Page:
Wednesday, 13 April 2011

CASE 259 - The History of South Korea

Korea – South and North Korea, respectively is a region and former country of East Asia that was unified under one state, but now divided into two separate states. Located on the Korean Peninsula, it is bordered by People's Republic of China to the northwest, Russia to the northeast, and is separated from Japan to the east by the Korea Strait and the Sea of Japan (East Sea), and separated from Republic of China ("Taiwan") to the south by the East China Sea.
Korea was one state until 1948, when it was split into North Korea and South Korea. South Korea, officially the Republic of Korea, is a free market, democratic, and developed country, with memberships in the United Nations, WTO, OECD and G-20 major economies. North Korea, officially the Democratic People's Republic of Korea, has a centrally planned industrial economy, without memberships in the United Nations, IMF, WTO, ISO, Non-Aligned Movement, ASEAN Regional Forum (ARF), and other international organizations they have done ok for themselves and survived after very harsh periods of time.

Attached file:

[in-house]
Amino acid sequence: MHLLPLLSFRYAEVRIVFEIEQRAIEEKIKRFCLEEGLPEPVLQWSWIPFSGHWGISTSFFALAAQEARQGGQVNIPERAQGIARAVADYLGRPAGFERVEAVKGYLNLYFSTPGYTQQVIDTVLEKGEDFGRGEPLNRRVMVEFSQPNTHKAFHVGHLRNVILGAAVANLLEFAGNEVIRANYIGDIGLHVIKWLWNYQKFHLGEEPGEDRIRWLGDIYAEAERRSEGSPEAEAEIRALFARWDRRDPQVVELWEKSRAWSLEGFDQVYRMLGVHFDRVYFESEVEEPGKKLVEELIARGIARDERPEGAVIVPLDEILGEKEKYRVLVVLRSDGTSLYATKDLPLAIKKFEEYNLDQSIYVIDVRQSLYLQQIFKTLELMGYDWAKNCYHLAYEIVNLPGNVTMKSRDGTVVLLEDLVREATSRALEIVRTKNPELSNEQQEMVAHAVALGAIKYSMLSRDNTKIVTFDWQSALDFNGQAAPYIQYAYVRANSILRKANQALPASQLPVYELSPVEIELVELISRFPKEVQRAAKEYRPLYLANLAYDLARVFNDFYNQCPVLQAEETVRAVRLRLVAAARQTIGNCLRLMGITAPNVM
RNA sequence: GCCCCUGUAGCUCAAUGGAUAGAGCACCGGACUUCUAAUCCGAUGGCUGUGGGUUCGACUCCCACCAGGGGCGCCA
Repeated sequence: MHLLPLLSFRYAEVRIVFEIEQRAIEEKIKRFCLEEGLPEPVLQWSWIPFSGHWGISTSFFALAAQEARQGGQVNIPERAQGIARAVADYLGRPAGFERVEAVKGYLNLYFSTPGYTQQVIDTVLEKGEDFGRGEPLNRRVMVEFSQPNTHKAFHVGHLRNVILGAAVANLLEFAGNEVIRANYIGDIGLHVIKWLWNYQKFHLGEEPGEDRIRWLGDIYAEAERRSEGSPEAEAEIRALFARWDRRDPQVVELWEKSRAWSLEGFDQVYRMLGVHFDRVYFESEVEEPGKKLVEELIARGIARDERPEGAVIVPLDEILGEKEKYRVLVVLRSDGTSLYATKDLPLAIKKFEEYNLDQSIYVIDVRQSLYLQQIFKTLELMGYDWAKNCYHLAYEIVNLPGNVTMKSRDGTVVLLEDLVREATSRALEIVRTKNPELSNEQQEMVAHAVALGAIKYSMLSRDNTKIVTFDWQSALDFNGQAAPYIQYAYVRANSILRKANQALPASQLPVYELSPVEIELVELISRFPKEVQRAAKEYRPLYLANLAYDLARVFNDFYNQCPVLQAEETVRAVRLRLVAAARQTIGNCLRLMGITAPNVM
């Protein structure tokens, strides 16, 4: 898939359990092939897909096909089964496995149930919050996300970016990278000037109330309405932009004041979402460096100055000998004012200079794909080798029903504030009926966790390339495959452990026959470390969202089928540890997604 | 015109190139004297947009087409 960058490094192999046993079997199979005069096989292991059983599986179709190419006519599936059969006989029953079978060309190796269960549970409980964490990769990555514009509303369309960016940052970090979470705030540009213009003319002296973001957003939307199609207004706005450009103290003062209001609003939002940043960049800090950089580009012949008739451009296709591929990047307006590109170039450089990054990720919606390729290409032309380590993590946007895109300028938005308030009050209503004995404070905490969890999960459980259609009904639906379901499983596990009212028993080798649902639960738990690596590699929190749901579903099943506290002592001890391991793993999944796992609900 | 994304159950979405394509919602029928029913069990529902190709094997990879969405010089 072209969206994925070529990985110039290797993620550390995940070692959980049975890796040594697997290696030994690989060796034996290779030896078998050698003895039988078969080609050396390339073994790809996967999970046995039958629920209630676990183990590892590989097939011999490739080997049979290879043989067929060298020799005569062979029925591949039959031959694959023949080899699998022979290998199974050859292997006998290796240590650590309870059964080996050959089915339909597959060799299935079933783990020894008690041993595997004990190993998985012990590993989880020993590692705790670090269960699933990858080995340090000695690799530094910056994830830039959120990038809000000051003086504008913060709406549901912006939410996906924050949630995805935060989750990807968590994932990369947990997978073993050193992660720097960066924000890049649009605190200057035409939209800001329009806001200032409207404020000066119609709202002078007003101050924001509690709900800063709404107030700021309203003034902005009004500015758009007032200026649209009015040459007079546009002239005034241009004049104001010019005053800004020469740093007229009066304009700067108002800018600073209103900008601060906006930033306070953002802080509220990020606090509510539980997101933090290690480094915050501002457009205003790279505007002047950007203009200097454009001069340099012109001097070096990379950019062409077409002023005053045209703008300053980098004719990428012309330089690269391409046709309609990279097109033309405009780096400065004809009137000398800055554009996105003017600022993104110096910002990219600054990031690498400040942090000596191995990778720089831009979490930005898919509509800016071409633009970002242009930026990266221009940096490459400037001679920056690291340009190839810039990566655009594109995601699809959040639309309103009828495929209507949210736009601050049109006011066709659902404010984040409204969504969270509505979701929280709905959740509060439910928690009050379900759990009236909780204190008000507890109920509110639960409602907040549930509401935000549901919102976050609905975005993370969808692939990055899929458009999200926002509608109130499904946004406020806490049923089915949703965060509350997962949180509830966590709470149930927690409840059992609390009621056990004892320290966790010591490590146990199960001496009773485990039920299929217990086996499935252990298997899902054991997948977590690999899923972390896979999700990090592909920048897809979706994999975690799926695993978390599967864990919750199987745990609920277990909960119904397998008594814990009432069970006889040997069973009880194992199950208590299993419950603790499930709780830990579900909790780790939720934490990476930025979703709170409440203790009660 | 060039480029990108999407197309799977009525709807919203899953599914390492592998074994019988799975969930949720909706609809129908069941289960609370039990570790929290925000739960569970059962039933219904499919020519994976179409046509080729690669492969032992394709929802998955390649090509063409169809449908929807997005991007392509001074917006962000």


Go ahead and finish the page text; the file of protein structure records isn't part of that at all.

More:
Archaeological and linguistic evidence suggest the origins of the Korean people were Altaic language-speaking people from south-central Siberia, who populated ancient Korea in successive waves from the Neolithic age to the Bronze Age. The adoption of the Chinese writing system ("Hanja" in Korean) in the 2nd century BC, and Buddhism in the 4th century AD, had profound effects on the Three Kingdoms of Korea. During the latter part of the Joseon Dynasty, Korea's isolationist policy earned it the Western nickname the "Hermit Kingdom". By the late 19th century, the country became the object of the colonial designs of Japan. In 1910, Korea was annexed by Japan, becoming part of the Japanese Empire, and remained so until the end of World War II in August 1945.

In 1945, the Soviet Union and the United States agreed on the surrender and disarming of Japanese troops in Korea; the Soviet Union accepting the surrender of Japanese weaponry north of the 38th parallel and the United States taking the surrender south of it. This minor decision by allied armies soon became the basis for the division of Korea by the two superpowers, exacerbated by their inability to agree on the terms of Korean independence. The two Cold War rivals then established governments sympathetic to their own ideologies, leading to Korea's current division into two political entities: North Korea and South Korea. The ensuing conflict between the two was largely a proxy war.

Republic of Korea

North Korea

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